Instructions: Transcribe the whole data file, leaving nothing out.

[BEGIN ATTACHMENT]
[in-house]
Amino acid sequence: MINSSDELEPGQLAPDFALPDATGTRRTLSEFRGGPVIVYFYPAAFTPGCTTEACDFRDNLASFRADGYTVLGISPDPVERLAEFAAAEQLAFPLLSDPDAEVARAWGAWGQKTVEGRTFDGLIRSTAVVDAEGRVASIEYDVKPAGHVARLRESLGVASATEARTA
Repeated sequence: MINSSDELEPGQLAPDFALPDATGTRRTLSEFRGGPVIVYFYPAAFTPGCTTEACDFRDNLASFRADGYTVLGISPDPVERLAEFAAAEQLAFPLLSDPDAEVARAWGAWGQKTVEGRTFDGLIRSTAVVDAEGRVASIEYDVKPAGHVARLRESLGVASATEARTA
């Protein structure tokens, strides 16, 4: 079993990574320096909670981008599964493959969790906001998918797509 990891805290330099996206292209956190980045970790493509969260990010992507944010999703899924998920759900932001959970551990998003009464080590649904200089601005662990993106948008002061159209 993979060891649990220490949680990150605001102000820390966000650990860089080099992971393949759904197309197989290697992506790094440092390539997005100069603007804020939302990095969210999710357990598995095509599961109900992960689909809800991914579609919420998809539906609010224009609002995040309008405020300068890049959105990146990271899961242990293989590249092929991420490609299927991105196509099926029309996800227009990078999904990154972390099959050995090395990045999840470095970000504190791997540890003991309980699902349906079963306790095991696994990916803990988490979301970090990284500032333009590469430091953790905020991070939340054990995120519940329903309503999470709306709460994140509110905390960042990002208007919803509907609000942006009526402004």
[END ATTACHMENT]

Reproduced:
[in-house]
Amino acid sequence: MINSSDELEPGQLAPDFALPDATGTRRTLSEFRGGPVIVYFYPAAFTPGCTTEACDFRDNLASFRADGYTVLGISPDPVERLAEFAAAEQLAFPLLSDPDAEVARAWGAWGQKTVEGRTFDGLIRSTAVVDAEGRVASIEYDVKPAGHVARLRESLGVASATEARTA
Repeated sequence: MINSSDELEPGQLAPDFALPDATGTRRTLSEFRGGPVIVYFYPAAFTPGCTTEACDFRDNLASFRADGYTVLGISPDPVERLAEFAAAEQLAFPLLSDPDAEVARAWGAWGQKTVEGRTFDGLIRSTAVVDAEGRVASIEYDVKPAGHVARLRESLGVASATEARTA
């Protein structure tokens, strides 16, 4: 079993990574320096909670981008599964493959969790906001998918797509 990891805290330099996206292209956190980045970790493509969260990010992507944010999703899924998920759900932001959970551990998003009464080590649904200089601005662990993106948008002061159209 993979060891649990220490949680990150605001102000820390966000650990860089080099992971393949759904197309197989290697992506790094440092390539997005100069603007804020939302990095969210999710357990598995095509599961109900992960689909809800991914579609919420998809539906609010224009609002995040309008405020300068890049959105990146990271899961242990293989590249092929991420490609299927991105196509099926029309996800227009990078999904990154972390099959050995090395990045999840470095970000504190791997540890003991309980699902349906079963306790095991696994990916803990988490979301970090990284500032333009590469430091953790905020991070939340054990995120519940329903309503999470709306709460994140509110905390960042990002208007919803509907609000942006009526402004």